India may be a large nation of 1.1 billion people, but it's a difficult market to understand.
The Census of India numbers say literacy rate has increased from 36.4 percent in 1961 to 80.3 percent in 2011. What they don't tell you is an overwhelming majority of those 80 percent can just about manage to write their names.
The other interesting statistics is Internet penetration--it is only 10.2 percent today. Therefore, 9 out of 10 Indians probably have no idea what the Web is all about.
Given these statistics, I sometimes wonder why companies are so scared of social media. Let me explain this. Every time I have had a problem with a company, I have found recourse in the social media more than anything else.
The Indian consumer has little rights, unlike her peers in the West. Class action suits can't be filed here. And going to a consumer court is a cumbersome process. You may keep calling the company's call center, but your calls fall on deaf ears--literally.
For instance, for months we had been trying to reach out to a telecom company because it had put up a huge junction box right outside our house, adding to everyone's parking woes. We called up the company several times, went up to the company's offices and even sent several e-mail--nothing happened. Until, one day, our grievance went up on Twitter, with a hashtag (of the company's name). Within a fortnight, the problem was solved.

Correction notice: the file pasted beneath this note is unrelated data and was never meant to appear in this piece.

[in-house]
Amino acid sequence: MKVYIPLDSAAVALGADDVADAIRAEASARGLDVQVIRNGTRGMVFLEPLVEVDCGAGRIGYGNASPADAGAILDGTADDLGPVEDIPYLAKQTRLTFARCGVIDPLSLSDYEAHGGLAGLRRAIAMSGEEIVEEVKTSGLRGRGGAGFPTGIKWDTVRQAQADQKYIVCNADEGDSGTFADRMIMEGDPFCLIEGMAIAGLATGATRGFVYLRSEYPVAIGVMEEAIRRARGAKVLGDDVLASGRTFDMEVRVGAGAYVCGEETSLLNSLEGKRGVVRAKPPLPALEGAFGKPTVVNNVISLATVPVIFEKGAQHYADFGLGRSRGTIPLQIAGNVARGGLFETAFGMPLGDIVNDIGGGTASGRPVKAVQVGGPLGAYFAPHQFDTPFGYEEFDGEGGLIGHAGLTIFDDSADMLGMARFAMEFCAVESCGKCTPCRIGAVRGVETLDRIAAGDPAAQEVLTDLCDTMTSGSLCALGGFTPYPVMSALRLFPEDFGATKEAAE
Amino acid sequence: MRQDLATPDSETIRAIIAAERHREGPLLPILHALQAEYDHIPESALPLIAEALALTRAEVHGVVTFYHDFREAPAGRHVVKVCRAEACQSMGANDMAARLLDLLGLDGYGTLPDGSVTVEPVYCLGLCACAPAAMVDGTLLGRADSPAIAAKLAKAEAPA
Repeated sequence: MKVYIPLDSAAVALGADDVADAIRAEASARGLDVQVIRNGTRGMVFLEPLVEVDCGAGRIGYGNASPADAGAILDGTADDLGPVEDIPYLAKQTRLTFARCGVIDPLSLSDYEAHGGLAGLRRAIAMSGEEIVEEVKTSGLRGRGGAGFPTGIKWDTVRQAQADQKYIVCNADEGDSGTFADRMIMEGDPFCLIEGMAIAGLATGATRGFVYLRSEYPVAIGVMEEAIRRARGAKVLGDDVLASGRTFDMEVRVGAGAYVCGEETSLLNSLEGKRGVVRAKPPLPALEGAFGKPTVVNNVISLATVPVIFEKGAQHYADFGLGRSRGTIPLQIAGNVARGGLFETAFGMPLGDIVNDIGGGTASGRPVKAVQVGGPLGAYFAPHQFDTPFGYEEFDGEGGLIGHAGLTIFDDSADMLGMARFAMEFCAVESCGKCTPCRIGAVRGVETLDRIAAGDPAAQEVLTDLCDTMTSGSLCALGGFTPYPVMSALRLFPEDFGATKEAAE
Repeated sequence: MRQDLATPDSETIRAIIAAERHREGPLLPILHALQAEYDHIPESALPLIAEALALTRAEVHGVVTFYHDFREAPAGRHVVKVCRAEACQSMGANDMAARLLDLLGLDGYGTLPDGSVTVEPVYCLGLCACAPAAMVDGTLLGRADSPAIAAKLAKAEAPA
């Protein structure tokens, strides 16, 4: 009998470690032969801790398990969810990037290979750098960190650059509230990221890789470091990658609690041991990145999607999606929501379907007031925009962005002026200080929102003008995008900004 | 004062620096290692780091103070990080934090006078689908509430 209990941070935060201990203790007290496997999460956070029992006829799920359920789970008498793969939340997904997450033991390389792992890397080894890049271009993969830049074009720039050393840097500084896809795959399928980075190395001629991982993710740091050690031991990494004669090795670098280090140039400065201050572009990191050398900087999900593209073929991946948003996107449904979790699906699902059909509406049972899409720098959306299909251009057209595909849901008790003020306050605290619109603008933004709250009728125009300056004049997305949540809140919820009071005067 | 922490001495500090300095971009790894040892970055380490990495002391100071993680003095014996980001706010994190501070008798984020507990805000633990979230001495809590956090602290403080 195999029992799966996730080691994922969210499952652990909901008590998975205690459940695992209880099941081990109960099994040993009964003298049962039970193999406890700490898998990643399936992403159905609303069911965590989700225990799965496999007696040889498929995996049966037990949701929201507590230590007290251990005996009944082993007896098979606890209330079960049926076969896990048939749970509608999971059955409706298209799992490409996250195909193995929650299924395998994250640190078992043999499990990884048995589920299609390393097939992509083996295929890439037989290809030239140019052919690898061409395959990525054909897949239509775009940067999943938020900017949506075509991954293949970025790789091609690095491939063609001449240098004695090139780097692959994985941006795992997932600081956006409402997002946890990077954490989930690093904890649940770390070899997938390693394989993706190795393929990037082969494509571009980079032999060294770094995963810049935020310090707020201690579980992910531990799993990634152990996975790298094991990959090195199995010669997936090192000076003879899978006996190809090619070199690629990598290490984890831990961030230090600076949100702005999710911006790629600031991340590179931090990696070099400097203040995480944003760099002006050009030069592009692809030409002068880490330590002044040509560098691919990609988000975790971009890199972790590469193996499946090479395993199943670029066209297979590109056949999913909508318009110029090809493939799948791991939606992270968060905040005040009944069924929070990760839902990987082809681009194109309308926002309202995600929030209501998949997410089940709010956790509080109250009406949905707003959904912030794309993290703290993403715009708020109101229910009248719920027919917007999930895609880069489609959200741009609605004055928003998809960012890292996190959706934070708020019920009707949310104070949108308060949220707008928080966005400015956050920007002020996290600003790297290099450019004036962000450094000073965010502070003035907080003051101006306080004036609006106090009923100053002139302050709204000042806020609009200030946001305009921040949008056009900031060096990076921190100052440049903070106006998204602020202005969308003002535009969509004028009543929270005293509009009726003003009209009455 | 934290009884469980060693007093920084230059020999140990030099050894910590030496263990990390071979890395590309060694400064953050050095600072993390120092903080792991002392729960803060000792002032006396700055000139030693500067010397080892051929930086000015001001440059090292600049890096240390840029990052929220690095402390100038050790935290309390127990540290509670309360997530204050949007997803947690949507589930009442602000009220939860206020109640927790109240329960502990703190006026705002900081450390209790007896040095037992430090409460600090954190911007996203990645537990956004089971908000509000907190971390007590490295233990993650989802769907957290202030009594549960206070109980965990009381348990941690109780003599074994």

I faced a similar experience when my water purifier was giving trouble. A bad word on the company's Facebook page, and pat came the apology!
Here, let me take you back to the statistics I mentioned in the beginning of this blog post--when the majority of India does not even know what the Internet is all about, why are companies so scared of the social media? After all, it's a very small segment of the Indian population that actually has access to this medium.
Well, that's where the answer lies--it's a small segment, but a rather powerful one. It has the deepest pockets, it is most social-aware, and its opinion matters--this consumer class can make or break a company.
In the 1990s, several MNCs had overestimated the Indian market and had to rework their strategy for India. Twenty years on, not too much seems to have changed, barring the purchasing power of the middle class. And of course, the fact that the educated class now has an important weapon in its hands that can make or break its reputation--the social media.